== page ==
How do you want your life to be different in 2018? Would you like to ignite the enthusiasm and drive needed to make this year YOUR year to experience work and life on a whole new level?


As I reflect back on 2017, I am amazed at the desire and determination of the clients I coached to make life better for themselves in some way. While many people tolerate the discord in their lives as “just the way it is,” others are willing to address it. They are willing to look at what needs to be looked at with dignity and grace. They know that what they don’t know can really hinder them. They realize their best course of action is to look at the gap between where they are and where they want to be and use it as a positive motivator rather than another situation to be stressed about.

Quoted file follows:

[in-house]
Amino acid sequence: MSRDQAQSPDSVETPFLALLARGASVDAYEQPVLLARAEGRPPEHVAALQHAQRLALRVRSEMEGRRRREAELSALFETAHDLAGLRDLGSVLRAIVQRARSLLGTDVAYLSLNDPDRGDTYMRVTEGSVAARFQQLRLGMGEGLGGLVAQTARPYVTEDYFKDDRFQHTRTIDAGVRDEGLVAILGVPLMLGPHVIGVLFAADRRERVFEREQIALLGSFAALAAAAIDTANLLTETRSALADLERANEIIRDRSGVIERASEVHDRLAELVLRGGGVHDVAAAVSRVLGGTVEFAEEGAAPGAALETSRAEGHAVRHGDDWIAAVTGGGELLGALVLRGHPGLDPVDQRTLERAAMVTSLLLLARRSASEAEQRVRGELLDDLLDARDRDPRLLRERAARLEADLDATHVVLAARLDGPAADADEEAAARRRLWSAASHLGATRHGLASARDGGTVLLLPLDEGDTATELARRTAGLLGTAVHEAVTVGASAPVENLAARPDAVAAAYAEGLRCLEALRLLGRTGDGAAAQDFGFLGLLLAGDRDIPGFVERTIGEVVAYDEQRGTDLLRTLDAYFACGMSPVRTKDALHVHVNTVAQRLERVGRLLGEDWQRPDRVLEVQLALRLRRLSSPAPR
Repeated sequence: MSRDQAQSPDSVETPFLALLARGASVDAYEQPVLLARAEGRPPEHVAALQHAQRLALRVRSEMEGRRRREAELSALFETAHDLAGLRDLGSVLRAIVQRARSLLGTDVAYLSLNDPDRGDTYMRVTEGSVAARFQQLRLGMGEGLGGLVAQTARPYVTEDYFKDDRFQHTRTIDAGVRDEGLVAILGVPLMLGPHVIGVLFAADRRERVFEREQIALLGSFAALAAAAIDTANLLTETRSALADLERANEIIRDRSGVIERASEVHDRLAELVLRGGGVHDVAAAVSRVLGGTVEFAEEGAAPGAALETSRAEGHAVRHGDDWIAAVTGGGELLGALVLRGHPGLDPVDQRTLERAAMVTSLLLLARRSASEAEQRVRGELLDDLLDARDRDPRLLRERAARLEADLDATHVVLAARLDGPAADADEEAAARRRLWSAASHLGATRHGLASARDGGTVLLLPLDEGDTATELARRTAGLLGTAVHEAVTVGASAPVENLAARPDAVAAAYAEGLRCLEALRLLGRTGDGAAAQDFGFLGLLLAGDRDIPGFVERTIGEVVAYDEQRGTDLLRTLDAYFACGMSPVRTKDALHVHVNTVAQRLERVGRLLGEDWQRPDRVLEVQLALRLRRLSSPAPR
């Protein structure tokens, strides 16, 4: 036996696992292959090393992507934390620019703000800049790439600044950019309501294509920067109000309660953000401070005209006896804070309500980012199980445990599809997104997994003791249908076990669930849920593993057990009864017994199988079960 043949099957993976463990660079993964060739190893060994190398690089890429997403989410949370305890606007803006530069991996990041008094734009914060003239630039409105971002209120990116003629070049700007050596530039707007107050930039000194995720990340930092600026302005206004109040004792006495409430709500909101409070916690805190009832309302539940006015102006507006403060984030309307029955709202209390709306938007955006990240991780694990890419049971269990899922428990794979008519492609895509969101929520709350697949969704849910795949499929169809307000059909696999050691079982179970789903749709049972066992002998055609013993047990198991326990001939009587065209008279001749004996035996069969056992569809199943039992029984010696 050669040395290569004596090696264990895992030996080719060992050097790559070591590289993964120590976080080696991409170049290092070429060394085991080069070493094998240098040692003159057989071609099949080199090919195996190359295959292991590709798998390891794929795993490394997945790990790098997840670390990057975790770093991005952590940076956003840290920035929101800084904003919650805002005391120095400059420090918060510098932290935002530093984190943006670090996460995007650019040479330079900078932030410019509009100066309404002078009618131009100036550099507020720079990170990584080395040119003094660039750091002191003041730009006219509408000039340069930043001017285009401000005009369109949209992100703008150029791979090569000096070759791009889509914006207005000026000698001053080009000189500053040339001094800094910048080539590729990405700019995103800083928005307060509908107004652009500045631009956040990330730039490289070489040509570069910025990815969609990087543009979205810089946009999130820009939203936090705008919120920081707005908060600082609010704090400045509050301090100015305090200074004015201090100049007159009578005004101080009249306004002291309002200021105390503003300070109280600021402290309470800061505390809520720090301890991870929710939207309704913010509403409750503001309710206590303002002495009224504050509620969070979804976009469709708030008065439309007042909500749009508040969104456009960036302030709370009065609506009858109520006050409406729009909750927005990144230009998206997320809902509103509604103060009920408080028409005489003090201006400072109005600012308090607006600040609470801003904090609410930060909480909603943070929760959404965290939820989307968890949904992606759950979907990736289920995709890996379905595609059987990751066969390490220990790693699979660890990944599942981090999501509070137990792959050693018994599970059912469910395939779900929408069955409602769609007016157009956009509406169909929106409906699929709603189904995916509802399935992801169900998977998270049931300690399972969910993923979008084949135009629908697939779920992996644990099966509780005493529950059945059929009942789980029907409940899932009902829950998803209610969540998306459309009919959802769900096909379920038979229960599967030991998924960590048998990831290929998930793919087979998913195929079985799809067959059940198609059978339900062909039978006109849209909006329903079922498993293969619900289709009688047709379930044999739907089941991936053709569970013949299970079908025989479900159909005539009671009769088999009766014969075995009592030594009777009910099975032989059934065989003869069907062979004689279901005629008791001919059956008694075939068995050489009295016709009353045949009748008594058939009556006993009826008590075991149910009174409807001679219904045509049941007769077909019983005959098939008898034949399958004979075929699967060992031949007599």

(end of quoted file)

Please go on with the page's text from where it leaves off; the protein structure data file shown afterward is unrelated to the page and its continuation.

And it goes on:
Although each client I coached this year had a different vision and set of goals, they all ended up in relatively the same place. I can best describe it as a state of joyful confidence. No matter if their struggle was with an important career or business decision they had put off, clarity on a meaningful direction, enhancing leadership abilities or communicating better, the net result was an increased self-reliance that made them happy.

Joyful confidence offers much more than just achieving the goal you set out to achieve. It is the magnificent knowledge that you have what it takes to navigate any issue, to look within and without, to be discerning, to take actions and to refine your learning so that your path forward is clearer each day.

What do you want for 2018? What are you ready to address?  If you want to transform the stress of an unresolved issue into the positive energy and focus that will move you forward joyfully and confidently, let’s talk.

Until then, wishing you a healthy, wealthy and wonderful new year!

Jo-Aynne von Born, Executive Coach and Work/Life Strategist